Nietzsche’s Pain Prescription Towards Fullfillment


We can learn from the many teachings of Friedrich Nietzche, a psychoanalyst who has become a source of many ideologies in the Social Sciences. From the readings, I was very curious about his view on discomfort and I think I was left wanting more:

The Osmosis of Pain and Pleasure

This topic from the reading seemed like a laundry list of the dualities between good and evil, pleasure and displeasure, comfortable and uncomfortable, and the list goes on. It’s placed under the light of osmosis or a term that refers to the existence of one as an enabler of the other? We tend to look for these patterns in case studies of many prominent and successful people, who many times claim that the journey to the top is never glamorous.

Examine the lives of the best and most fruitful people and peoples and ask yourselves …whether misfortune and external resistance, some kinds of hatred, jealousy, stubbornness, mistrust, hardness, avarice, and violence do not belong among the favorable conditions without which any great growth even of virtue is scarcely possible.

With all of the examples presented, I’ve noticed the common thread is this – “to achieve growth, one must weather the hardest and toughest hardships”, which sounded like a hero’s journey plot. The repetitive and parallel stories still came a bit underwhelming, even if it’s a good collection of studies by the greatest thinkers in history. I guess you could say that I was yearning for more Nietzsche and how this type of thinking has lead to an evidence of innovation, vs. a single person’s capacity for greatness.

Given all of that, the passage below would be my favorite of all the duality presented because it made me think of how true the statement was when people think of the existence of “heaven” and how it entails waiting and being depressed until death comes:

What if pleasure and displeasure were so tied together that whoever wanted to have as much as possible of one must also have as much as possible of the other — that whoever wanted to learn to “jubilate up to the heavens” would also have to be prepared for “depression unto death”?

And here is the part where I was wanting for more evidence:

The most fulfilling human projects appeared inseparable from a degree of torment, the sources of our greatest joys lying awkwardly close to those of our greatest pains…

Why? Because no one is able to produce a great work of art without experience, nor achieve a worldly position immediately, nor be a great lover at the first attempt; and in the interval between initial failure and subsequent success, in the gap between who we wish one day to be and who we are at present, must come pain, anxiety, envy and humiliation. We suffer because we cannot spontaneously master the ingredients of fulfillment.

The dark path of reaching fulfillment:

I totally agree with this text – that going through the painful process of learning for example, and fear of failure. There is no way to go through answers than by failing many times. It also gets easier after this dreaded failure passes. Pretty much what web development runs on right now is eliminating all types of errors and going through gazillion failures to achieve a certain perfection.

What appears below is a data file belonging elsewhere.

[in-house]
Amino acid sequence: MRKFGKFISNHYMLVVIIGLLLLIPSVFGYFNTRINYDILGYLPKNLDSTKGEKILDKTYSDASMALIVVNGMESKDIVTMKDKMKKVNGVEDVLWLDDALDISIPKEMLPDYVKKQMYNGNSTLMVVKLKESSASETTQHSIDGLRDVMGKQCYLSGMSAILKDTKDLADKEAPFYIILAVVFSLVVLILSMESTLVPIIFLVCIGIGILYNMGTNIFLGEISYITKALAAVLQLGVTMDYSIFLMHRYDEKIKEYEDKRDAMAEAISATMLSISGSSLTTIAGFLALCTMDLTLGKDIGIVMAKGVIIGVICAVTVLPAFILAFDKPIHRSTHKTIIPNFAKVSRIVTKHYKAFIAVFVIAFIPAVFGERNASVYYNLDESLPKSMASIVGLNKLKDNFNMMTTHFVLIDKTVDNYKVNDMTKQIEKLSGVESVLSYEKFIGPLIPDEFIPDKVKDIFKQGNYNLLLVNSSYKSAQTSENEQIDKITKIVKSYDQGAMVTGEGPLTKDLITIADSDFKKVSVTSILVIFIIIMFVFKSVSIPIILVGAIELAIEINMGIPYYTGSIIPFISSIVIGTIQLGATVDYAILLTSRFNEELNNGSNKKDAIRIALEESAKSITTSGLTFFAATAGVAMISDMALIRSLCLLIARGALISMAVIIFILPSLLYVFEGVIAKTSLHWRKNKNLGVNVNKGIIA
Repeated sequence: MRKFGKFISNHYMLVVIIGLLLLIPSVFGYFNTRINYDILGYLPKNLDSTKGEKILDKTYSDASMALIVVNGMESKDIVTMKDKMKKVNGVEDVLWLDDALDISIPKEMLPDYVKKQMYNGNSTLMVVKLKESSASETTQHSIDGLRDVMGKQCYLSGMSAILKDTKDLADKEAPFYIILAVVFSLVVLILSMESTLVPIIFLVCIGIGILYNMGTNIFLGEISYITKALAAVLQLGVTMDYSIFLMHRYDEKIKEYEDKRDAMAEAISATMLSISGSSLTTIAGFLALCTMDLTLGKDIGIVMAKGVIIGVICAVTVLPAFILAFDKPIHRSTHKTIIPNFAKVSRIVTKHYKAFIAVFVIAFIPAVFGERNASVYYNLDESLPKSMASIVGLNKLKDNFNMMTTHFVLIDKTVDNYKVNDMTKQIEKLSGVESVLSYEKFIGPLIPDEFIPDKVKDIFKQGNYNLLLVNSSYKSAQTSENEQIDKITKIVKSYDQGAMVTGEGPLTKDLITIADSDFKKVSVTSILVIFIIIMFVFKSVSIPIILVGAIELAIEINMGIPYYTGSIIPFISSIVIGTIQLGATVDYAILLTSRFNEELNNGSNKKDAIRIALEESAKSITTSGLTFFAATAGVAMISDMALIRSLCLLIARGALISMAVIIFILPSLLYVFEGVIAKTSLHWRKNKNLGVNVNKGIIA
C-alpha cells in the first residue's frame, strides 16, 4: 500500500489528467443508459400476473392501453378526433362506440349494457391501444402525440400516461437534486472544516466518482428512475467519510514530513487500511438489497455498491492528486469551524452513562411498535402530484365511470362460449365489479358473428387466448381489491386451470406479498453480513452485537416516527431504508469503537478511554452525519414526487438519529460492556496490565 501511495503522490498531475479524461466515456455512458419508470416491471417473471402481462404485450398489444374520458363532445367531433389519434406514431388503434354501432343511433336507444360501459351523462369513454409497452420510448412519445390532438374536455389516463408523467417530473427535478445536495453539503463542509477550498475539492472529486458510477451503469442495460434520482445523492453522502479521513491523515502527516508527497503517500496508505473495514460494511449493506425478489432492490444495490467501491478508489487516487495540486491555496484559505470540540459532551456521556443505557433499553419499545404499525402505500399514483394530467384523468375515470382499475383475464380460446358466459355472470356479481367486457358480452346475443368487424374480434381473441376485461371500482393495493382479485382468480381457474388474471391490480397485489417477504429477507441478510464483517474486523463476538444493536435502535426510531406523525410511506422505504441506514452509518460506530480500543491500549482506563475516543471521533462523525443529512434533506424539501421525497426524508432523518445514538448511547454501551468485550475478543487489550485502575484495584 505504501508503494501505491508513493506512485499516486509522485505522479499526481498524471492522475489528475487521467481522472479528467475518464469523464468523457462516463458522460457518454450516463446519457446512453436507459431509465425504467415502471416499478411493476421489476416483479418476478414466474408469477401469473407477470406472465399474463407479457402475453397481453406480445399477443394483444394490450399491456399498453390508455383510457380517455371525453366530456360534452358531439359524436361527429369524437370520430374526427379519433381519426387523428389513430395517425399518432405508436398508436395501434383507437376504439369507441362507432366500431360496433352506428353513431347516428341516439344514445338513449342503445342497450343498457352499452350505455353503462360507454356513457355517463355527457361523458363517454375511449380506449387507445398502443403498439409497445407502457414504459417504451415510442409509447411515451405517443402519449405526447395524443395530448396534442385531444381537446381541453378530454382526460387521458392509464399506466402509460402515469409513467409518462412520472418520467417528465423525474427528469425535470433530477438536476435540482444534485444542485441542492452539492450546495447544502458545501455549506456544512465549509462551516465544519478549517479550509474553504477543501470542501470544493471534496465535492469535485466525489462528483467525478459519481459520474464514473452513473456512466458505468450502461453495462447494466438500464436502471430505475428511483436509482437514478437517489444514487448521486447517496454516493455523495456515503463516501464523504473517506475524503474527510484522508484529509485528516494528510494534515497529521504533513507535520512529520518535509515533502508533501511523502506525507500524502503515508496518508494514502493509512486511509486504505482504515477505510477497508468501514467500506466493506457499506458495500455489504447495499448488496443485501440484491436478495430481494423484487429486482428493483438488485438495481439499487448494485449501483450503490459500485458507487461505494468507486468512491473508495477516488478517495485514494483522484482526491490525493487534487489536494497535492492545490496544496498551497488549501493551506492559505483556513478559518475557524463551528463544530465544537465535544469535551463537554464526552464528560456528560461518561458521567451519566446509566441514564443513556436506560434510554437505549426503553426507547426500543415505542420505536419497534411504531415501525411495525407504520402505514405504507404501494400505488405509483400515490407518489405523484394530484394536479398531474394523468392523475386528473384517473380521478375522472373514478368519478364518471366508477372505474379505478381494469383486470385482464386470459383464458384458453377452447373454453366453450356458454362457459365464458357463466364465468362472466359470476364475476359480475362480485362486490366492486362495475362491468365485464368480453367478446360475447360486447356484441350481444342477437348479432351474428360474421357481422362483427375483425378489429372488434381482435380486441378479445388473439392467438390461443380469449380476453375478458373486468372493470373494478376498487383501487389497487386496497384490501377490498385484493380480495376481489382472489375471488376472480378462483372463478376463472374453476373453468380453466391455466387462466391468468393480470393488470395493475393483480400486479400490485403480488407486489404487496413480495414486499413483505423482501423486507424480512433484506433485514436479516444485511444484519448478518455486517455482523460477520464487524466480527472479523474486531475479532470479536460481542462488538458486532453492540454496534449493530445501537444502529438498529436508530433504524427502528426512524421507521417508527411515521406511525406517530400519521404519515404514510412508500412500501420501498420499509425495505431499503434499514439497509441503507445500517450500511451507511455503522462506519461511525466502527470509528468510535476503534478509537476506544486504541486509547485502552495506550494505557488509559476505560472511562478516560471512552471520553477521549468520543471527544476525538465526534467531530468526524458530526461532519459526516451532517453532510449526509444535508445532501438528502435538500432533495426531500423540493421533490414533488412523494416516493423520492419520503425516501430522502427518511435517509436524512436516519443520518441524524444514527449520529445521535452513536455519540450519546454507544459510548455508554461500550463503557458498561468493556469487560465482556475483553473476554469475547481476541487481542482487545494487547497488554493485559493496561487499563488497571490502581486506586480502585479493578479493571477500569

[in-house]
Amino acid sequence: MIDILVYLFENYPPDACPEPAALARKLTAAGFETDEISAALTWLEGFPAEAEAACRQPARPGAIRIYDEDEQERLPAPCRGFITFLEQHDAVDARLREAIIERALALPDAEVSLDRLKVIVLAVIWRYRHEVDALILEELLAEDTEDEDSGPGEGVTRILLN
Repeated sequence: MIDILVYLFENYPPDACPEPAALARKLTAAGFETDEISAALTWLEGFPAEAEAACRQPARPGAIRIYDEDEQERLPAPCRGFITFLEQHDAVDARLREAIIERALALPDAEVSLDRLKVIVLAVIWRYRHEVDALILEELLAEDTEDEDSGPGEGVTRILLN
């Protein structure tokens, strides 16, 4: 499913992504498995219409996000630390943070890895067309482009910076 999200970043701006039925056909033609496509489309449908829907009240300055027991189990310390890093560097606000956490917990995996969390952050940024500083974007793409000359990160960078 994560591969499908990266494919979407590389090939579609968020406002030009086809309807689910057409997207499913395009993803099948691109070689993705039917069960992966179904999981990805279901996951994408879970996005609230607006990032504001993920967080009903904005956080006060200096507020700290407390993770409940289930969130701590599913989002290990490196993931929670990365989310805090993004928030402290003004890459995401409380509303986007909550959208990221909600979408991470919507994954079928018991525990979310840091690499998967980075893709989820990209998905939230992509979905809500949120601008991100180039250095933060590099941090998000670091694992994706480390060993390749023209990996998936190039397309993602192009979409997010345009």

This is in reference to the tension between Schopenhauer and Nietszche.

Because fulfillment is an illusion, the wise must devote themselves to avoiding pain rather than seeking pleasure, living quietly, as Schopenhauer counseled, ‘in a small fireproof room’ — advice that now struck Nietzsche as both timid and untrue, a perverse attempt to dwell, as he was to put it pejoratively several years later, ‘hidden in forests like shy deer.’

“Fulfillment was to be reached not by avoiding pain, but by recognizing its role as a natural, inevitable step on the way to reaching anything good…for it leads us to withdraw prematurely from challenges that might have been overcome if only we had been prepared for the savagery legitimately demanded by almost everything valuable.

Pop Nihilism: Radiolab’s In the Dust of This Planet

The subject of a fantastic recent Radiolab episode. The wise and wonderful Jad Abumrad elegantly captures the allure of such teachings: All this pop-nihilism around us is not about tearing down power structures or embracing nothingness — it’s just, “Look at me! Look how brave I am!”

After listening to this episode, I realize I have been living a Nihilist all my life. It’s very uncanny that this made me look inwardly, as I’ve always believed in breaking boundaries, or not being boxed by rules just as muscle memory from graduating from design school.

Although in the grand scheme of things, the idea of grounding my motives on “existential dread” has worked perfectly fine, and would sometimes create the opposite and the unexpected to search for answers or meaning.

I may have found a good context to frame, not just a cool book cover art that made the rounds in Music Videos, Graphic Tees or an HBO Series (in reference to In the Dust of this Planet Art on the podcast) but how the Arts could be an inherent nihilist territory.

This duality of effervescence or sadness, profoundness or stillness that is widely expressed in art shows, could be rooted in Nihilism, a rationale in Philosophy, (or not because clearly, there is no meaning in everything).

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